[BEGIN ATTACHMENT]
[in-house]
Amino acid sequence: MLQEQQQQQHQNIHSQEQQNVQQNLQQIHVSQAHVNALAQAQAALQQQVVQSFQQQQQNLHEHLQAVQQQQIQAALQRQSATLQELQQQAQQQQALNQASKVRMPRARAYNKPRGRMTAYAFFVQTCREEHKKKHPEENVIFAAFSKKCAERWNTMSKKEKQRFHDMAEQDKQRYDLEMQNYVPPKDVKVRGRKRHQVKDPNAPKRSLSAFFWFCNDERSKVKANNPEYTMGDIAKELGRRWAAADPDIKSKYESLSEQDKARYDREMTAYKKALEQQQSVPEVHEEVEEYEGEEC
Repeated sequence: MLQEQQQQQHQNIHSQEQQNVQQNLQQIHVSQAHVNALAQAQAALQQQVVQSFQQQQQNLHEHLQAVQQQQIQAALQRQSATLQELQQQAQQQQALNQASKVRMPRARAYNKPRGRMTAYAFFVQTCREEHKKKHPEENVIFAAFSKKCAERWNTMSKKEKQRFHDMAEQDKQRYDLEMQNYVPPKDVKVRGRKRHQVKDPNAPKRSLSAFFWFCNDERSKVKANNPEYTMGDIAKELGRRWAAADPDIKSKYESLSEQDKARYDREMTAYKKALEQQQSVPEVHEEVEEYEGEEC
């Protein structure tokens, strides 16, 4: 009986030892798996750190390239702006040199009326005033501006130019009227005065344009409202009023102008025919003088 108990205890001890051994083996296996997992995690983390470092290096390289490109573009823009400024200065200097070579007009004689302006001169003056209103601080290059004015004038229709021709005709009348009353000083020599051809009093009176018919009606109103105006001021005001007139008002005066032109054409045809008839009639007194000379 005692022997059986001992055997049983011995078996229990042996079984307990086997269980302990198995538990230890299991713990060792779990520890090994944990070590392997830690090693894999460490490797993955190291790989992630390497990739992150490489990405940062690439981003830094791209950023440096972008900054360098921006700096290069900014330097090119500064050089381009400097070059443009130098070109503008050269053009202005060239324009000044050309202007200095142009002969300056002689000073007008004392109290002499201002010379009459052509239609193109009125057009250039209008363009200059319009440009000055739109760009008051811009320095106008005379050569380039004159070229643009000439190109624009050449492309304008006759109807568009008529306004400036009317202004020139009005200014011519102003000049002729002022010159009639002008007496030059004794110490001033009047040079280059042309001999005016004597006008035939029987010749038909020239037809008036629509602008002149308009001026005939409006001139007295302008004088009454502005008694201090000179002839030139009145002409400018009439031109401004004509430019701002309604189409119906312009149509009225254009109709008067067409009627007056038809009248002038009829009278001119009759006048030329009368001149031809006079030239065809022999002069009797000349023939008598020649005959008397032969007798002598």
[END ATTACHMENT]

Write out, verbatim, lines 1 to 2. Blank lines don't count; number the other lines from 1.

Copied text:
[in-house]
Amino acid sequence: MLQEQQQQQHQNIHSQEQQNVQQNLQQIHVSQAHVNALAQAQAALQQQVVQSFQQQQQNLHEHLQAVQQQQIQAALQRQSATLQELQQQAQQQQALNQASKVRMPRARAYNKPRGRMTAYAFFVQTCREEHKKKHPEENVIFAAFSKKCAERWNTMSKKEKQRFHDMAEQDKQRYDLEMQNYVPPKDVKVRGRKRHQVKDPNAPKRSLSAFFWFCNDERSKVKANNPEYTMGDIAKELGRRWAAADPDIKSKYESLSEQDKARYDREMTAYKKALEQQQSVPEVHEEVEEYEGEEC